The government today unveiled plans for a second wave of reforms aimed at opening the legal services market to new businesses.
However, there is no date yet for a twin consultation on separating legal regulators from representative bodies.
Announcing a consultation on 'removing barriers to competition', justice minister Lord Faulks (pictured) said alternative business structures - introduced under the Legal Services Act - have not been shown to attract any greater regulatory risk than traditional law firms.
He agreed with frontline regulators that additional barriers to external providers' entry into the legal services market can now be removed.
‘These new, innovative providers have increased competition in the market, which we believe encourages a wider variety of legal services in the market that are more accessible and affordable to consumers,’ he said in a written statement to parliament.
‘The introduction of ABS businesses, particularly those that have access to external investment and business and commercial expertise, has benefited the market more widely.’
Currently around 600 businesses have been licensed to provide reserved legal activities, with entities from trade unions, accountancy firms, local authorities and insurers all involved.
The consultation document sets out ways to make it easier for businesses such as supermarkets and estate agents to offer legal services such as conveyancing, probate and litigation.
Proposed amendments to the 2007 Act include:
- removing requirement that an ABS must carry out a reserved legal activity from a practising address;
- allowing regulators to make their own rules on ownership of an ABS;
- repealing the section of the act requiring ABSs to meeting the regulatory objective of improving access to justice; and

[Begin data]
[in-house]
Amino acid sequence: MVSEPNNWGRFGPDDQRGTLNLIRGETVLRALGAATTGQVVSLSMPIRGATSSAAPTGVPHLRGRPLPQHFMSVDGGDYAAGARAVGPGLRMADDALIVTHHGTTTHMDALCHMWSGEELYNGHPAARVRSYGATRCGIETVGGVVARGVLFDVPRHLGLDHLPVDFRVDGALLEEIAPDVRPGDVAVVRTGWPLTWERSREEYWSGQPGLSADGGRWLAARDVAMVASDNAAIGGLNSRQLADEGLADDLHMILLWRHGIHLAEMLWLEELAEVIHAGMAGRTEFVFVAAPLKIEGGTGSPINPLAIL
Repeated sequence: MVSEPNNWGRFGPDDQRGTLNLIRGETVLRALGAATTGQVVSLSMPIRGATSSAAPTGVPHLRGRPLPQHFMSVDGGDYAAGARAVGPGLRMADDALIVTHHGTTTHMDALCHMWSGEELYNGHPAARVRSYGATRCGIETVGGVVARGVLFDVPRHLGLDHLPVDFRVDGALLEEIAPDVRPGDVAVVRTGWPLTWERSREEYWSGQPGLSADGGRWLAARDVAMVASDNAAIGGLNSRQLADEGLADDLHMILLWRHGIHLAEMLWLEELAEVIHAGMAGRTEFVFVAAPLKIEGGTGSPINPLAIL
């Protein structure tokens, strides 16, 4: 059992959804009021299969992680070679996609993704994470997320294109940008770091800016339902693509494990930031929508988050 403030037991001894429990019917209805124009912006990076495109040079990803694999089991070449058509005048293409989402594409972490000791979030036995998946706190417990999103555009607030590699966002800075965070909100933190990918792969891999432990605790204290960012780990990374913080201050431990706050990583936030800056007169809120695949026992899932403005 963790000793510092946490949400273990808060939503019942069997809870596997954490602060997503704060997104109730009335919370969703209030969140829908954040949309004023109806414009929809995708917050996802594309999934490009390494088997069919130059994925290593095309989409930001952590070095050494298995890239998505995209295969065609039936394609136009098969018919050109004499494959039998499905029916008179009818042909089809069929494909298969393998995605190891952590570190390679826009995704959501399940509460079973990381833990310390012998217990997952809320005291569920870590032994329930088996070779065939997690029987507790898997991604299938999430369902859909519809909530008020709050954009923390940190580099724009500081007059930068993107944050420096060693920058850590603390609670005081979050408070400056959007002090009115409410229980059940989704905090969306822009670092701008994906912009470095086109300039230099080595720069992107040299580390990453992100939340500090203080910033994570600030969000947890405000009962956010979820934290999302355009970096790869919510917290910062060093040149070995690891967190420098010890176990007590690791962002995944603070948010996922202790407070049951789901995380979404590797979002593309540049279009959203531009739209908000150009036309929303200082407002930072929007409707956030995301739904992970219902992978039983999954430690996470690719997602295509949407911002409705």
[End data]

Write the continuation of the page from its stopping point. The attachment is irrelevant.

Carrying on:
- requiring compliance officers to report ‘material’ failure to comply with licensing, as opposed to ‘any’ failure which is currently in the legislation.
The consultation, open until 3 August, recalls that during the passage of the act, concerns were raised about the potential risks from new and unknown business models.
But complaints about ABSs to regulators and the Legal Ombudsman have been at similar levels to those about traditional firms, and the government has seen no evidence to suggest ABSs pose greater risks to consumers or the public interest.
ABSs account for a turnover of £2.66bn – an average of around £5.4m a firm; larger than an average of £1.9m for other SRA-regulated firms.
The Law Society said it maintains its support for ABSs but that changes to current regulations must be made in the public interest.
A spokesperson added: ‘We will review the consultation in detail, but any change must ensure there is a level playing field between ABSs and traditional law firms in terms of regulation and client protections.
‘Fair competition benefits clients and is in the public interest and it is important that this is maintained.’
Paul Philip, SRA chief executive, said an open, healthy, competitive market is good for the public, business, and the economy.
'Research shows that ABSs are more innovative – they are more likely to introduce new legal services,' said Philip.
‘Currently the one-size-fits-all approach to approving ABS is unnecessarily burdensome. It is not appropriate for a two-partner law firm who wants to convert to an ABS to go through the same process as a global company entering the legal market.
‘These proposals will allow us to be more targeted and proportionate – better able to encourage innovation and choice, while still making sure the public is protected.’
However promised analysis of the independence of regulators from representative bodies appears to be on hold for now.
The issue was raised in a government paper last November, but Faulks said ministers now intend to consider the ‘detail and timing’ of a further consultation on regulatory independence.
This will be informed by the preliminary findings of a probe of the legal services market by the Competition and Markets Authority, expected to be published tomorrow.